But there is a line, use your judgement to know if you are dealing with a tenant that is being difficult vs a tenant that has a valid right to their requests.

The Story

A good tenant should have a straight story, usually, the truth is quite simple and quite easy to explain because the truth is the truth.

When tenants are portraying rather large stories or reasons why they cannot do certain things or need certain things, then these types of tenants are usually too much aggravation.

Like anything in life, a square peg should fit into a square hole as does a good tenant fit into a competitively priced, clean rental property, it should be an easy fit and not complicated.

Tenants will say anything to get what they want and as I say to my team, every tenant is a nice person if they want a property, but once they move in that could change.

Be wary, and hear the tenant out but if the story doesn’t add up, then beware as they could be doing something dodgy or using the property for something else.

e.g., I am viewing the property for my cousin and his wife.

Why isn’t your cousin, his wife and family here? If I wanted to rent a place, I wouldn’t allow my own cousin to view it for me, it has to suit me and I want to know what I am viewing. It also shows a lack of responsibility potentially for the cousin which is a major red flag for me.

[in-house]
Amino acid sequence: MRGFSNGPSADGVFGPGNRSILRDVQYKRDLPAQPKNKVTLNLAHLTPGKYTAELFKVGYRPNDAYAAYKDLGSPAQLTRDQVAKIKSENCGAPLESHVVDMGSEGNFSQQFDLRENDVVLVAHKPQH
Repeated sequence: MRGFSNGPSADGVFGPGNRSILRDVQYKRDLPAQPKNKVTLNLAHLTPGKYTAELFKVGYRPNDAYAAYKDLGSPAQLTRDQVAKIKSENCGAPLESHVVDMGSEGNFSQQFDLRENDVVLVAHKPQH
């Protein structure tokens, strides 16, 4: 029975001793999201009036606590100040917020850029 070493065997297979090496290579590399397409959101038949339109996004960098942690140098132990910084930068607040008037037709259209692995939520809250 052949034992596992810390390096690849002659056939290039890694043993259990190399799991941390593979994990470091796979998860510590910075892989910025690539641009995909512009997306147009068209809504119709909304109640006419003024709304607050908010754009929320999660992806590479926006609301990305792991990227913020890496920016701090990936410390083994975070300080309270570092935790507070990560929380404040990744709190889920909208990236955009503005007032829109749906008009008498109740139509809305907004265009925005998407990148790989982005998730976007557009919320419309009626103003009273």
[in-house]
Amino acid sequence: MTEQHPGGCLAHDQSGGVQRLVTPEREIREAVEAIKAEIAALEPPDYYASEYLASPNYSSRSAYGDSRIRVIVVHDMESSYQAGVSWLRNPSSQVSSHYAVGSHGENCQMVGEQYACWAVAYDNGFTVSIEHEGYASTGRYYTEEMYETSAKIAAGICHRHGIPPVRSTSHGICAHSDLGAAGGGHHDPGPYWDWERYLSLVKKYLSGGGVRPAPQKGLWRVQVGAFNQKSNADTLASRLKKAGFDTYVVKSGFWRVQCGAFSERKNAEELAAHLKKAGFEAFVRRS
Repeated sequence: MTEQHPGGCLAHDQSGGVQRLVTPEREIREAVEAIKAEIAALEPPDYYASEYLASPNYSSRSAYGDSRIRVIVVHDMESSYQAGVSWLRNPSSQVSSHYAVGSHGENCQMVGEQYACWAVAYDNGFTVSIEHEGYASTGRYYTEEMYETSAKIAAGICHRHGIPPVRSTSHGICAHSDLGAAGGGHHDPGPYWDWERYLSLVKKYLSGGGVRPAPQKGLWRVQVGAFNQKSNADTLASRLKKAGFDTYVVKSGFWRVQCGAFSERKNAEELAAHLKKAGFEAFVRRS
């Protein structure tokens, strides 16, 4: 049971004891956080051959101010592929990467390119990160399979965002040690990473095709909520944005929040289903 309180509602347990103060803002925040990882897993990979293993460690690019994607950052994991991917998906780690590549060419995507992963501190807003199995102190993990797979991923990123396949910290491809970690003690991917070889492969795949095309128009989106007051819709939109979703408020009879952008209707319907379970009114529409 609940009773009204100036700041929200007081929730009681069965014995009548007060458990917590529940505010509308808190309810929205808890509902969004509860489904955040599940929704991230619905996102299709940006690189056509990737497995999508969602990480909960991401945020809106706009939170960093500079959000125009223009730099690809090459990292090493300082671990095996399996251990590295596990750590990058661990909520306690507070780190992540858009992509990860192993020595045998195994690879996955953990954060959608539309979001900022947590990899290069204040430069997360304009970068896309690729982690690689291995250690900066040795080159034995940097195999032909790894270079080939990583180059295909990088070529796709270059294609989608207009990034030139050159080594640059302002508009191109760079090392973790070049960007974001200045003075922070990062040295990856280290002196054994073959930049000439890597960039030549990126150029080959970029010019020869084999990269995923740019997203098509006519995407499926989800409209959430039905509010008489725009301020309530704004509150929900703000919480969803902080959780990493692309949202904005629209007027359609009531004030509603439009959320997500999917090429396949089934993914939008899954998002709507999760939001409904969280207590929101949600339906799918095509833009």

Large Upfront Payments

Some tenants will look to pay large amounts of money upfront to secure the property, such as 6 months or one year upfront. Which is fine, but why?

There must be a good reason for doing so because it doesn’t make sense to give your landlord all the money upfront. If I am a tenant and pay one years of rent upfront and the boiler breaks, I am nervous about to what my landlord is going to do, I have already paid him.

Some tenants have a genuine reason for paying upfront, they might not be able to prove their income due to starting a new company and they might have savings, they could have transferred from a different country and don’t have a line of credit in the UK, plus do not have a suitable guarantor that can guarantee the rent for a Rent Guarantee Insurance. But again, trust your gut and the person that is in front of you.

Going back to ‘the story’ above, ask the tenant why and ask yourself if the story has flaws or holes. Has the tenant got bad credit and what is the bad credit and why?

You can still conduct a credit check and reference a tenant that wants to pay upfront to see their story.

Does NOT want a Credit Check or doesn’t want to provide documents

The huge red flag here! Why? Why? Why?

If a tenant doesn’t want to be open and clear with you regarding their situation, past or documents then I would 100% not be moving them into a property.

It means they are hiding something which is not a good trait in life, let alone renting a property. I don’t think I need to write anything more on this one.